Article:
On the Road With Little Joy

The second side project from The Strokes sees Fabrizio Moretti and friends take their bittersweet melodies on the road.

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One of the unexpected aural delights of last year was the debut album from Little Joy. They were formed after a chance meeting at a festival between Rodrigo Amarante from Los Hermanos and Fabrizio Moretti, drummer with on-hiatus The Strokes. When Moretti’s new lady, Binki Shapiro joined in, adding her sweet and low-down croon, the group coalesced, eventually taking their name from a local dive in Echo Park, LA. The intoxicating mix of Brazilian bossa nova, calypso,  ballads that float on a breeze and lovelorn lyrics (which switches between English and Portugese) on display is miles away from the taut garage rock of The Strokes and is all the better for it. It’s the perfect record for these cold winter nights, instantly transporting you to warmer, sunnier climes as you take that last end-of-night waltz in some late-night bar.

Truth be told, this interview was meant to take place in December while they were touring LA but crossed signals made it otherwise. But it’s impossible to hold it against them when the music is this gorgeously laidback and when Dazed Digital finally manages to speak to Fab (on the auspicious date of January 20) he makes for an engaging, enthusiastic subject, as excited as we are to check out the swearing in of a certain President…

Dazed Digital: Hey Fab! How’s the tour been going?
Fabrizio Moretti: Hey man, the tour’s been going really well. We’ve been playing shows since November now which is exhausting but we’re keeping the faith, know what I mean?

DD: How did you feel about stepping up to the microphone for the first time?
FM: I didn’t really step up to the microphone. I did some writing and told somebody (Rodrigo) to step up to the microphone.  But I did harmonies and stuff like that.

DD: How did you achieve such a warm sound on the record?
FM: When we first started making the record, we were hearing these great recordings from the 50’s, 60’s and shit. They never worried about putting a mike here and another mike there at the same time. It was one big good piece of equipment often in the middle of the room as the whole band played together, giving it the sense of community, that sense of love. And what we did was write all the songs in my house. Seeing as we didn’t have any equipment or sufficient space, we did it with one mike. Then we kinda developed this style of sound. When we got into the studio, we aimed to be honest as possible to the original demos.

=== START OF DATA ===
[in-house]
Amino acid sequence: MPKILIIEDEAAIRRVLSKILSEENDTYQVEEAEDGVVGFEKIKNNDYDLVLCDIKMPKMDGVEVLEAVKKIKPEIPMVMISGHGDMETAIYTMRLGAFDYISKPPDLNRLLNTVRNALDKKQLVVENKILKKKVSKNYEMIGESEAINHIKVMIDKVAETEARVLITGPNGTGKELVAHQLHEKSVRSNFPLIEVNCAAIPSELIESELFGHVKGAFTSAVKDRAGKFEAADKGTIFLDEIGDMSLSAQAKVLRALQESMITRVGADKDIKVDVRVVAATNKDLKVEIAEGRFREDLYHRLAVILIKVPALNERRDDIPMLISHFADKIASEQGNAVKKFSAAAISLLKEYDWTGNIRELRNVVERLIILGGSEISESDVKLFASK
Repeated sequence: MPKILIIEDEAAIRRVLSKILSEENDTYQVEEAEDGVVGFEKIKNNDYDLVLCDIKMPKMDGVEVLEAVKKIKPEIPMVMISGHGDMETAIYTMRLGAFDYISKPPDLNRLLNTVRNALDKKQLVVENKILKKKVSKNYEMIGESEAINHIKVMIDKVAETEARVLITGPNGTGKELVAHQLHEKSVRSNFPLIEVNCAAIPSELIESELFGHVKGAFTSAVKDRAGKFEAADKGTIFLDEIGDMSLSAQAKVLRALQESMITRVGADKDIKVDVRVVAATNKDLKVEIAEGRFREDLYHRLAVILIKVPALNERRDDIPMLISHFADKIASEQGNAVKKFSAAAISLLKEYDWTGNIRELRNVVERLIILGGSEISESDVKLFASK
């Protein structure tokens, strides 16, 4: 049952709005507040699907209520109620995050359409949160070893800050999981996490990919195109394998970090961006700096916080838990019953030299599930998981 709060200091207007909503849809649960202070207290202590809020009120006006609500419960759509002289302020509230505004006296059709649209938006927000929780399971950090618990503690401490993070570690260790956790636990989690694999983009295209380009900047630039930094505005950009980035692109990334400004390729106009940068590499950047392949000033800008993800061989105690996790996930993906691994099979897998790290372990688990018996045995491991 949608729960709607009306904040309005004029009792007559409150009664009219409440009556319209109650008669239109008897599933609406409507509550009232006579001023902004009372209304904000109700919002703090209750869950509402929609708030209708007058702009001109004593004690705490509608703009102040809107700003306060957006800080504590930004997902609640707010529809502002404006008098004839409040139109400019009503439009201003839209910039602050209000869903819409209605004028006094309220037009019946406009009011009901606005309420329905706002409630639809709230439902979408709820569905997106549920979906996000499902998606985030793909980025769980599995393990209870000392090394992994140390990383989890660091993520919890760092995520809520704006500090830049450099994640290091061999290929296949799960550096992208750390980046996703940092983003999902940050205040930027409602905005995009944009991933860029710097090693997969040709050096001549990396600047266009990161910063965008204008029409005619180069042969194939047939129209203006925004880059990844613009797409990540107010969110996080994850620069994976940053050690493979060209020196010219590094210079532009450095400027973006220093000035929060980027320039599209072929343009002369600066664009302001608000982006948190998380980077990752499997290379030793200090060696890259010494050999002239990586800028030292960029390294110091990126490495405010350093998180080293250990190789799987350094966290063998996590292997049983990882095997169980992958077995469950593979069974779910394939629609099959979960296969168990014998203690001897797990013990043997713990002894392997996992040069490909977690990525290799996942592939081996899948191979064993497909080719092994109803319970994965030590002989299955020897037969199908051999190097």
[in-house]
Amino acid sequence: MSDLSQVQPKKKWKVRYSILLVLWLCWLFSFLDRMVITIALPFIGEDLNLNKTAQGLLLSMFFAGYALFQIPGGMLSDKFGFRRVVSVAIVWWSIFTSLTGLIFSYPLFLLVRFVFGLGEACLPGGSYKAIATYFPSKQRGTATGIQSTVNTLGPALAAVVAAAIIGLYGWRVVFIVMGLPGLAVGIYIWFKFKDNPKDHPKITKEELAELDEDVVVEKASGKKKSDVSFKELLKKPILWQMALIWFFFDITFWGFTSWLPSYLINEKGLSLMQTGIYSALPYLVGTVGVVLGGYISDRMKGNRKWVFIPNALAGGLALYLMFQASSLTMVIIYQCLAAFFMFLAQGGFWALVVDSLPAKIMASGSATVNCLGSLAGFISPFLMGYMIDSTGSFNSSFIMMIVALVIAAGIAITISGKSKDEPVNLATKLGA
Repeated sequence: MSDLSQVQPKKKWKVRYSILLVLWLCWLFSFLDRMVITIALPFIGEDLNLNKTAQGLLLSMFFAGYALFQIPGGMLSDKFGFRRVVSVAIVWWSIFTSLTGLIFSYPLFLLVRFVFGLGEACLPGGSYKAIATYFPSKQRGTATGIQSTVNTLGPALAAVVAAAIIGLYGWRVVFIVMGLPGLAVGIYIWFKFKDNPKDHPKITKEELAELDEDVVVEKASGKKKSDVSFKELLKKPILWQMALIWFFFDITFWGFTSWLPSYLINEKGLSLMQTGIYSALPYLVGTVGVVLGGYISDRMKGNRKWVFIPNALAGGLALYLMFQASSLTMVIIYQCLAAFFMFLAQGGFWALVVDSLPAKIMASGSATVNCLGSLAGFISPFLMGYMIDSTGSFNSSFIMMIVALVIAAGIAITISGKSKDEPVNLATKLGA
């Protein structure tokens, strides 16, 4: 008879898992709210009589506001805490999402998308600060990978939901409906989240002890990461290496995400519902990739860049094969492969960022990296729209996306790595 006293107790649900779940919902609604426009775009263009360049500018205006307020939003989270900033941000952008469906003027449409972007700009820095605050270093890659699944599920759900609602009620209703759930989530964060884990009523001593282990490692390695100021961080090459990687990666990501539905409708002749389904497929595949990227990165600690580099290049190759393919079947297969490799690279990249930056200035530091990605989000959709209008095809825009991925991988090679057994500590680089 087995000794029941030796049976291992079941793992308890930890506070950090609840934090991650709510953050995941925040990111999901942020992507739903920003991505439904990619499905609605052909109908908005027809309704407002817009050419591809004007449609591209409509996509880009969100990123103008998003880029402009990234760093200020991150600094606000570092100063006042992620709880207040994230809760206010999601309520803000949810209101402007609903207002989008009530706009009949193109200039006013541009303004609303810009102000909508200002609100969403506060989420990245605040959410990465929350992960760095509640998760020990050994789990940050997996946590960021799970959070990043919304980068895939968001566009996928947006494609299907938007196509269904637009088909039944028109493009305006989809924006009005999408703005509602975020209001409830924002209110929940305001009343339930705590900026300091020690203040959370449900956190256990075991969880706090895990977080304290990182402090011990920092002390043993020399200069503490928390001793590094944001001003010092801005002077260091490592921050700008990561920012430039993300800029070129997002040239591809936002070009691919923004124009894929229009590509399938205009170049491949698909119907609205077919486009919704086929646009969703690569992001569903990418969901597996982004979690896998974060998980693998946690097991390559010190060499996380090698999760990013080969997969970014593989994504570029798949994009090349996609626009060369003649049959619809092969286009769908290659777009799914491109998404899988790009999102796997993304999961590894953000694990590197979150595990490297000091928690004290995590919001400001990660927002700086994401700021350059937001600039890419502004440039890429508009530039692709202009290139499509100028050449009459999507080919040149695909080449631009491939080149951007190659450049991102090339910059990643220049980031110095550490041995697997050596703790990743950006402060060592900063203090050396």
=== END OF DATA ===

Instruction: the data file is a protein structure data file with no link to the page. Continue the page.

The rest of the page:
As for stuff we were listening to when we made the record, my iPod is stuck full of Motown and Sam Cooke, Bee Gees and Kinks, Bob Marley and Nina Simone. All kinds of good stuff. When you get to drive around in a motherfucking tour bus, you have to keep yourself sane somehow, otherwise you’d go out into the street and smash a car or something!

DD: The music is perfect road-movie music. Who’d be your ultimate road-movie partner?
FM: Dustin Hoffman I’d have to say! I could listen to him talk for ages

DD: Making the record must have been such a different process to recording with The Strokes. Different pressures and budgets…
FM: The pressure isn’t so much external as they are internal. You want to do as best as you can. Obviously the budgets were different. It was a humbling and honest experience. We made do with what we had and tried to do the best we could, it seems very grass roots almost.

DD:The songs sound pretty broken-hearted but hopeful at the same time. Is that true of the mood you were in when you wrote it?
FM: Absolutely. Heartbreak, in my experience can be beneficial to you when you’re writing songs, then you can start to see your relationships objectively. We tried writing about love from every kind of perspective. We weren’t trying to revolutionize anything, just trying to sing about what we were feeling... Some of the songs were born of real heartbreak and some from a new kind of hope, a new discovery of love. But I’m in a different place now. Writing the songs was a very cathartic experience for me. I got more in touch with myself and how to co-exist with others.

DD: The album was released on the day of elections. How have you found America has changed since then?
FM: The change is coming. There was a shift in the sands on November 4 and everybody is super excited about it but the change is still to come. Hell yeah am I gonna check out the inauguration!!!

DD: Last question that we’ve gotta ask, any news with The Strokes?
FM: We’re back in the studio from February and we’re gonna start working on new songs.  I love those guys, and I’m really proud of the music we’ve made and excited for the future of The Strokes. So that’s what I’ve got on for 2009!

Polaroids by Pooneh Ghana and Chris Cantalini

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